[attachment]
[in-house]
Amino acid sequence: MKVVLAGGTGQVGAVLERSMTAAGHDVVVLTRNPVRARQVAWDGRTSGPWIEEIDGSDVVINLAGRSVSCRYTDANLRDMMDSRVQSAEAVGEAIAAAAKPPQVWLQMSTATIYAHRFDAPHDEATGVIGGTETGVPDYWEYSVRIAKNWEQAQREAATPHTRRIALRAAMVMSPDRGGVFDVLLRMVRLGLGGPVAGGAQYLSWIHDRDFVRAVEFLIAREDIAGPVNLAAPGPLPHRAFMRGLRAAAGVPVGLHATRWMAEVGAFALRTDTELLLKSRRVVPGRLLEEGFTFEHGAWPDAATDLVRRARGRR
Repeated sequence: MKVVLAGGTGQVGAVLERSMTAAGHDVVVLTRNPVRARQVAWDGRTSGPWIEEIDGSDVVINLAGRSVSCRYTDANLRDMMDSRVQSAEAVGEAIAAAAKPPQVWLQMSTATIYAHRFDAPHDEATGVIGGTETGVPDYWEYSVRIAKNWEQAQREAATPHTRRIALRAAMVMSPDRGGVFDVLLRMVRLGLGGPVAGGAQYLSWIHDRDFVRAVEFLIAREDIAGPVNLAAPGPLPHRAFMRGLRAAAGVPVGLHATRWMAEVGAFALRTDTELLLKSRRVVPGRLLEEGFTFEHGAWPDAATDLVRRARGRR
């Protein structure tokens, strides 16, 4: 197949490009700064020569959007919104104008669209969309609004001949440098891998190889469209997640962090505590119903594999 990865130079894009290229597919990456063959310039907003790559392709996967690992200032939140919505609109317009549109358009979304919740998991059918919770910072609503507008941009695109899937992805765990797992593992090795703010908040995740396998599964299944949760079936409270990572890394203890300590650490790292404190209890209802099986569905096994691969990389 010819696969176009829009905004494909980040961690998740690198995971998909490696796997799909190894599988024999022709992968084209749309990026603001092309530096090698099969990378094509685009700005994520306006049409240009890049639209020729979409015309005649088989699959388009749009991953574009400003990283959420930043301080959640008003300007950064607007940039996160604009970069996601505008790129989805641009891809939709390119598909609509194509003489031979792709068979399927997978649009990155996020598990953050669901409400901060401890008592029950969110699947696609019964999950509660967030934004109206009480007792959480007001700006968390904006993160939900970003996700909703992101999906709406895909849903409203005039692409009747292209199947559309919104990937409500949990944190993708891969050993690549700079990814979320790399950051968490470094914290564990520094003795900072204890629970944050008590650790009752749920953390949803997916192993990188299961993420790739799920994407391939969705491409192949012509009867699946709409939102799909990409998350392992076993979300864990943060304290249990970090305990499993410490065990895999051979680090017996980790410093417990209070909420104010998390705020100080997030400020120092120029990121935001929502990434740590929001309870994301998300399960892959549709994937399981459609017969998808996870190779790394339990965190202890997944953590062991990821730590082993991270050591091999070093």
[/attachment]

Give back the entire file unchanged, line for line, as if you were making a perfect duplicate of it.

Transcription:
[in-house]
Amino acid sequence: MKVVLAGGTGQVGAVLERSMTAAGHDVVVLTRNPVRARQVAWDGRTSGPWIEEIDGSDVVINLAGRSVSCRYTDANLRDMMDSRVQSAEAVGEAIAAAAKPPQVWLQMSTATIYAHRFDAPHDEATGVIGGTETGVPDYWEYSVRIAKNWEQAQREAATPHTRRIALRAAMVMSPDRGGVFDVLLRMVRLGLGGPVAGGAQYLSWIHDRDFVRAVEFLIAREDIAGPVNLAAPGPLPHRAFMRGLRAAAGVPVGLHATRWMAEVGAFALRTDTELLLKSRRVVPGRLLEEGFTFEHGAWPDAATDLVRRARGRR
Repeated sequence: MKVVLAGGTGQVGAVLERSMTAAGHDVVVLTRNPVRARQVAWDGRTSGPWIEEIDGSDVVINLAGRSVSCRYTDANLRDMMDSRVQSAEAVGEAIAAAAKPPQVWLQMSTATIYAHRFDAPHDEATGVIGGTETGVPDYWEYSVRIAKNWEQAQREAATPHTRRIALRAAMVMSPDRGGVFDVLLRMVRLGLGGPVAGGAQYLSWIHDRDFVRAVEFLIAREDIAGPVNLAAPGPLPHRAFMRGLRAAAGVPVGLHATRWMAEVGAFALRTDTELLLKSRRVVPGRLLEEGFTFEHGAWPDAATDLVRRARGRR
């Protein structure tokens, strides 16, 4: 197949490009700064020569959007919104104008669209969309609004001949440098891998190889469209997640962090505590119903594999 990865130079894009290229597919990456063959310039907003790559392709996967690992200032939140919505609109317009549109358009979304919740998991059918919770910072609503507008941009695109899937992805765990797992593992090795703010908040995740396998599964299944949760079936409270990572890394203890300590650490790292404190209890209802099986569905096994691969990389 010819696969176009829009905004494909980040961690998740690198995971998909490696796997799909190894599988024999022709992968084209749309990026603001092309530096090698099969990378094509685009700005994520306006049409240009890049639209020729979409015309005649088989699959388009749009991953574009400003990283959420930043301080959640008003300007950064607007940039996160604009970069996601505008790129989805641009891809939709390119598909609509194509003489031979792709068979399927997978649009990155996020598990953050669901409400901060401890008592029950969110699947696609019964999950509660967030934004109206009480007792959480007001700006968390904006993160939900970003996700909703992101999906709406895909849903409203005039692409009747292209199947559309919104990937409500949990944190993708891969050993690549700079990814979320790399950051968490470094914290564990520094003795900072204890629970944050008590650790009752749920953390949803997916192993990188299961993420790739799920994407391939969705491409192949012509009867699946709409939102799909990409998350392992076993979300864990943060304290249990970090305990499993410490065990895999051979680090017996980790410093417990209070909420104010998390705020100080997030400020120092120029990121935001929502990434740590929001309870994301998300399960892959549709994937399981459609017969998808996870190779790394339990965190202890997944953590062991990821730590082993991270050591091999070093």